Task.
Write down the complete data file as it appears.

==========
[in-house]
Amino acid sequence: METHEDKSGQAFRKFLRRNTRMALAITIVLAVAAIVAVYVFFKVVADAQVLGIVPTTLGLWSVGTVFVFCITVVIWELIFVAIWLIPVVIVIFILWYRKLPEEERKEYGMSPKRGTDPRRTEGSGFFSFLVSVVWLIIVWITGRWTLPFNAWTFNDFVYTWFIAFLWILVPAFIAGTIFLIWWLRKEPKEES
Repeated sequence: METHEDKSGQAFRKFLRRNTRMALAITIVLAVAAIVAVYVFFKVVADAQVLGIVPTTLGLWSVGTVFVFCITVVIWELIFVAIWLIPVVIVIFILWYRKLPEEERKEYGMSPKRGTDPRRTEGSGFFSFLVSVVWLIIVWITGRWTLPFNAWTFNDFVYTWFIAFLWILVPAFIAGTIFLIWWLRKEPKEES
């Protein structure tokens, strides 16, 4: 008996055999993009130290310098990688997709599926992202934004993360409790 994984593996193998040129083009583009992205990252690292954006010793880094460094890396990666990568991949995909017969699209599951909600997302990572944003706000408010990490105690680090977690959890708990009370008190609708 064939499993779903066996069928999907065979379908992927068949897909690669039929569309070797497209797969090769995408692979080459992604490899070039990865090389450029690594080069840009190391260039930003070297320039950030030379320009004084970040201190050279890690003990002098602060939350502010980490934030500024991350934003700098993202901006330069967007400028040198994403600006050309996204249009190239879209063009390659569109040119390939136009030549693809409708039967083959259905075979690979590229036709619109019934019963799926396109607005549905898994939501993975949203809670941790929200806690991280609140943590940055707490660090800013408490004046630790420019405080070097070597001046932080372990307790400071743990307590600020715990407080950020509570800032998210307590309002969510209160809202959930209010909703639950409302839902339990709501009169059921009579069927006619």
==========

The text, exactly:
[in-house]
Amino acid sequence: METHEDKSGQAFRKFLRRNTRMALAITIVLAVAAIVAVYVFFKVVADAQVLGIVPTTLGLWSVGTVFVFCITVVIWELIFVAIWLIPVVIVIFILWYRKLPEEERKEYGMSPKRGTDPRRTEGSGFFSFLVSVVWLIIVWITGRWTLPFNAWTFNDFVYTWFIAFLWILVPAFIAGTIFLIWWLRKEPKEES
Repeated sequence: METHEDKSGQAFRKFLRRNTRMALAITIVLAVAAIVAVYVFFKVVADAQVLGIVPTTLGLWSVGTVFVFCITVVIWELIFVAIWLIPVVIVIFILWYRKLPEEERKEYGMSPKRGTDPRRTEGSGFFSFLVSVVWLIIVWITGRWTLPFNAWTFNDFVYTWFIAFLWILVPAFIAGTIFLIWWLRKEPKEES
């Protein structure tokens, strides 16, 4: 008996055999993009130290310098990688997709599926992202934004993360409790 994984593996193998040129083009583009992205990252690292954006010793880094460094890396990666990568991949995909017969699209599951909600997302990572944003706000408010990490105690680090977690959890708990009370008190609708 064939499993779903066996069928999907065979379908992927068949897909690669039929569309070797497209797969090769995408692979080459992604490899070039990865090389450029690594080069840009190391260039930003070297320039950030030379320009004084970040201190050279890690003990002098602060939350502010980490934030500024991350934003700098993202901006330069967007400028040198994403600006050309996204249009190239879209063009390659569109040119390939136009030549693809409708039967083959259905075979690979590229036709619109019934019963799926396109607005549905898994939501993975949203809670941790929200806690991280609140943590940055707490660090800013408490004046630790420019405080070097070597001046932080372990307790400071743990307590600020715990407080950020509570800032998210307590309002969510209160809202959930209010909703639950409302839902339990709501009169059921009579069927006619």